Rubbish? Another Quilt

Sweetie quiltAnother crazy quilt.

Raw materialsThese were the main raw materials. Anyone else think plastic shiney sweet wrappers are a terrible waste but very seductive?  I collected them over Christmas and sewed them to a piece of donated fabric – not fabric I could have used for anything visible.

Close upClose up of quilting & binding.  The binding was made from strips from a pair of lace tights I tore when I put them on on New Year’s Eve. I found it quite tricky to attach the strips because of the stretchiness but at least it went around corners easily.

Sweetie paper quilt

Happy New Year to all of you! xxx

Crazy but not Victorian

Crazy quilt21st century crazy quilt – machine made

As you probably know by now, I’m very interested in historic quilting. I’ve often looked at Victorian crazy quilts and wondered whether to try a version. All the embroidery on the nineteenth century versions is a bit too ornate for my taste but I figured I could still use the principles to make a quilt.

Inside my head I saw autumn leaves in a maze. I didn’t put anything down on paper for once, just started to see where it went.

I made it from cotton scraps rather than the traditional silk and I did everything by machine. The “embroidery” is zigzag stitch using variegated silk thread.

It’s a stash bust too – I used only fabrics and threads I already had.There’s something very satisfying in making something out of nothing. You might want to take a look at  Vix’s inspiring take on this topic.

Do you like making something with just what you have already?  It would be lovely to see what you’ve made.

I have just seen Loulou’s gift decorations from coffee filters. I think you might like them.

An exciting week!

I’m going to give a historic quilting workshop at the Weald & Downland Museum in May. Victorian & medieval to try & lots of other sorts to examine.  I’m in the brochure & I’m so excited….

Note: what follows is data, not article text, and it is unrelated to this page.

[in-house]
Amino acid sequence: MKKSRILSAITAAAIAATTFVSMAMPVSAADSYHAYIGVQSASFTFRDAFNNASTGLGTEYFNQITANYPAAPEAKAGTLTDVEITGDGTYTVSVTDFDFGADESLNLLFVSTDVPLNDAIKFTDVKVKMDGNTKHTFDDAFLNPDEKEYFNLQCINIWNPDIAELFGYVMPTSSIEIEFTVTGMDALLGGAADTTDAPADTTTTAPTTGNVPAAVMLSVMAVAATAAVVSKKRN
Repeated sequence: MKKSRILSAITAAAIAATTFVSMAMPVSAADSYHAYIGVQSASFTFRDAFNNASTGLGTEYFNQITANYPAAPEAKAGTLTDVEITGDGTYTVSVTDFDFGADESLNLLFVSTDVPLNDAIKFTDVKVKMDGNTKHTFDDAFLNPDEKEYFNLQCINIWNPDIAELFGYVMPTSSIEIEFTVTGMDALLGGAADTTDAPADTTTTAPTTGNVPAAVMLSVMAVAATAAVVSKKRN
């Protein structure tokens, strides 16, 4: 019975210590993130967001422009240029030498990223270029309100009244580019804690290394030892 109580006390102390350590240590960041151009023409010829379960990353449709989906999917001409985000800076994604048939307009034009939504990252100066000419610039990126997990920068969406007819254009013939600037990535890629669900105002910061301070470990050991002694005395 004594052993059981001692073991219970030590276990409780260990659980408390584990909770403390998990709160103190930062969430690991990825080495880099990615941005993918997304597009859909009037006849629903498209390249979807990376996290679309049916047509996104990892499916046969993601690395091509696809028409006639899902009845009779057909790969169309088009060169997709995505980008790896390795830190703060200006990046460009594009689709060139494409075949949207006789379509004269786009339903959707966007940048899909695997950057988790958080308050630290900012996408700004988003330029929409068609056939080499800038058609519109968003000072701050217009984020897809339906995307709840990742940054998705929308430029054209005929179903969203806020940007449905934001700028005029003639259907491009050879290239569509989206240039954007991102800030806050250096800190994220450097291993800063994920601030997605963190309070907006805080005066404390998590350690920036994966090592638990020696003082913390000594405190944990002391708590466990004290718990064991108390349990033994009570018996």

The latest quiltThe latest Victorian style Weald & Downland Museum quilt.

Tumbling blocksMy own Tumbling Blocks – grown much bigger since this was taken.

And a new skirt…

New skirtNew skirt (and Gus!)

The fabric is very felt like and I bought it from the Turkish Market in Berlin.  I used the same pattern as the patchwork skirt I made in the summer. I love the way it’s cut on the bias.

Patchwork SkirtIt was hard to find interesting  fabric in Berlin – I should have asked people for tips before I went.

New skirtIt’s also a bit of a stash bust – the lining came from a bag of fabric given to me by a friend ages ago.

New skirtHeading off to the supermarket

New skirtPurple coat and pink skirt are me-made, boots from green shoes, denim jacket from charity shop and blouse from car boot sale.

The blouse is lovely but it crumples like a rag after a really short time. I’m thinking of using a bit of spray starch. Or does anyone have a better idea, please?

Happy Weekend! xxx

Old jeans Reused: How to make the bag (Part 1)

Lots of you wanted a how-to for the jeans bag, so this is it.  Part 1 is how to make the fabric.

Below is the finished bag. I bought nothing new to make it so it definitely counts as a stash bust.

Please leave a comment if you don’t understand any of the instructions and I’ll try to explain as soon as possible so that you can get started.